Florida’s DeSantis Getting Right to Work After Inauguration as Governor

January 10, 2019 Updated: January 10, 2019

Ron DeSantis has wasted no time toward putting his agenda in place since being sworn into office Jan. 8 as Florida’s 46th governor.

“The pomp and circumstance is fine,” DeSantis, a Republican and former U.S. representative, said of his inauguration, “but ultimately this is about putting the pedal to the metal.”

DeSantis succeeds Rick Scott, the Republican former governor who is now serving in the U.S. Senate. Both DeSantis and Scott were elected in November 2018 in extremely close races, which required mandatory recounts.

President Donald Trump endorsed DeSantis and by all accounts, helped the junior congressman become the chief executive of the nation’s third-most populous state. Florida will be critically important for Trump’s 2020 re-election bid.

“Ron DeSantis showed great courage in his hard-fought campaign to become the Governor of Florida. Congratulations to Ron and family!” Trump said in a Twitter post dated Nov. 7.

State Supreme Court Opportunity

The state’s Supreme Court may be considered a top prize from the divisive gubernatorial election that pitted DeSantis against Tallahassee Mayor Andrew Gillum, a progressive Democrat backed by billionaire activist George Soros.

The seven-member high court has been home to left-leaning justices for years. Consequently, the court served as a roadblock to legislation emanating from the Republican-controlled state legislature. But with three liberal justices set to retire by law this week, DeSantis has the opportunity to decisively shift the court to the political right.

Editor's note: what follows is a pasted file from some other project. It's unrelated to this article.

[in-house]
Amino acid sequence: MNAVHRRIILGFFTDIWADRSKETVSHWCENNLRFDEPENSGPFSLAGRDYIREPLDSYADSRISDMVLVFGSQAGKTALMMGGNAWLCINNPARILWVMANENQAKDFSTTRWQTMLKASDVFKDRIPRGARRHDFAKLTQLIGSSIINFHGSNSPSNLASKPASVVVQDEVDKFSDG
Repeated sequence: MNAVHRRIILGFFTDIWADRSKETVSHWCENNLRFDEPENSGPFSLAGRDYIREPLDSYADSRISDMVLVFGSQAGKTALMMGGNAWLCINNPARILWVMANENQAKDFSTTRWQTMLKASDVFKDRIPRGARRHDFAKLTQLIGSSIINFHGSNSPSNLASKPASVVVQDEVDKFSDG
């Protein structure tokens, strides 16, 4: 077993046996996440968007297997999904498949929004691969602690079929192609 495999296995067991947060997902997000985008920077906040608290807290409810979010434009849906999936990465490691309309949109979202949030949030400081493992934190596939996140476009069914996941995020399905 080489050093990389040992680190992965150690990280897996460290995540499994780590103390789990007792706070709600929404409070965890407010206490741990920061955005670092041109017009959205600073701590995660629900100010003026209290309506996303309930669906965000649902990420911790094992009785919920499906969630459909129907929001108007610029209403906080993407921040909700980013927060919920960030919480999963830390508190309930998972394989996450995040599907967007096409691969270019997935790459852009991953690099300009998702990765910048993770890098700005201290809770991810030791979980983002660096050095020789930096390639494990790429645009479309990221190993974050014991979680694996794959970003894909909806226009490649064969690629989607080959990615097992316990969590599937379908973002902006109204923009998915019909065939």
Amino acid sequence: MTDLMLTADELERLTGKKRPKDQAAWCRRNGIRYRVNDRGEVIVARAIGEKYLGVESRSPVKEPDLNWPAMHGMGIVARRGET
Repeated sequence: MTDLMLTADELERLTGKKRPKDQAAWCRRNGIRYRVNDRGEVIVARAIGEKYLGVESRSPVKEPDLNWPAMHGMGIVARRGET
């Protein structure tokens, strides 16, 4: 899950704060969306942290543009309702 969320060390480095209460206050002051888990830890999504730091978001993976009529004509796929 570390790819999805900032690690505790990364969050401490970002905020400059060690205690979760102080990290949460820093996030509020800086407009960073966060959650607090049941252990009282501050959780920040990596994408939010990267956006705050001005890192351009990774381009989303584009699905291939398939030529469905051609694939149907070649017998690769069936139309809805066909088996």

“Both the executive and the legislative branches in Florida have had a lot of frustration with that third branch of governmentthe judiciaryconstantly usurping more and more legislative power over the years. Well, that ends tomorrow,” DeSantis said Jan. 7.

DeSantis, a Harvard law school graduate, claimed to have interviewed all 11 judicial finalists selected by a state nominating commission. “I say to you: Judicial activism ends, right here and right now,” he said in his inaugural speech.

DeSantis made good on that promise Jan. 9, appointing Third District Court of Appeals Judge Barbara Lagoa, a conservative and the first Hispanic woman judge in the Sunshine State’s history, to serve on the state supreme court. Lagoa’s appointment was effective immediately.

“Justice Lagoa’s proven commitment to upholding the rule of law, unparalleled legal career, and vast experience on the appellate bench, distinguish her among the most qualified individuals to serve on our state’s highest court,” DeSantis said in a statement.

Executive Orders

After officially taking office, DeSantis returned to the governor’s mansion to attend the scheduled baptism of his 9-month-old son. He then issued two executive orders: one upholding the state’s non-discrimination policy for government workers and applicants for government contracts, and another to continue the state’s Office of Open Government, which provides access to government records.